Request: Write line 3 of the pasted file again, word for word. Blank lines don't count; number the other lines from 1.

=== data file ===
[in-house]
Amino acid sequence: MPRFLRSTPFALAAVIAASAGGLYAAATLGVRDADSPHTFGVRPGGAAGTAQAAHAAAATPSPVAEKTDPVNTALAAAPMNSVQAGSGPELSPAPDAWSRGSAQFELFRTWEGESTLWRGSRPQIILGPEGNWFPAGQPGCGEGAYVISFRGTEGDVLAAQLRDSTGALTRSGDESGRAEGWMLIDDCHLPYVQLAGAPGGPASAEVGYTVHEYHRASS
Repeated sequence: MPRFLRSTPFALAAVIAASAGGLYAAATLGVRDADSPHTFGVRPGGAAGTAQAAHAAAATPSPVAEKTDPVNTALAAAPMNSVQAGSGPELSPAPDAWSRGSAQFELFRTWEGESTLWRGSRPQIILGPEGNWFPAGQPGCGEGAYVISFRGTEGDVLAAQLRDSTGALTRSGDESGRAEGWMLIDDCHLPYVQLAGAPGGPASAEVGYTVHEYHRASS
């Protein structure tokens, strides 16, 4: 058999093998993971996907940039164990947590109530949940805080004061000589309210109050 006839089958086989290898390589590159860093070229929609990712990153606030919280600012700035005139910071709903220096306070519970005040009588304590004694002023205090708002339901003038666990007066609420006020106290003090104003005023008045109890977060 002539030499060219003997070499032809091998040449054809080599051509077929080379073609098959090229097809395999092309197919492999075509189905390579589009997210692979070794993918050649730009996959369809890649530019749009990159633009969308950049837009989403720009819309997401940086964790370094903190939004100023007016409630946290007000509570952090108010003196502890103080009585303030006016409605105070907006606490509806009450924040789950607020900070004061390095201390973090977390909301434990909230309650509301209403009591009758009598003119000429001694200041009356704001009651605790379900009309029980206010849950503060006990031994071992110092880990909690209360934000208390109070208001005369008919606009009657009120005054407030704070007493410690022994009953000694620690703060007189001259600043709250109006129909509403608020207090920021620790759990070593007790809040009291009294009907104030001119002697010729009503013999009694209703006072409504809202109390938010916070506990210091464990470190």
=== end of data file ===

Repeated sequence: MPRFLRSTPFALAAVIAASAGGLYAAATLGVRDADSPHTFGVRPGGAAGTAQAAHAAAATPSPVAEKTDPVNTALAAAPMNSVQAGSGPELSPAPDAWSRGSAQFELFRTWEGESTLWRGSRPQIILGPEGNWFPAGQPGCGEGAYVISFRGTEGDVLAAQLRDSTGALTRSGDESGRAEGWMLIDDCHLPYVQLAGAPGGPASAEVGYTVHEYHRASS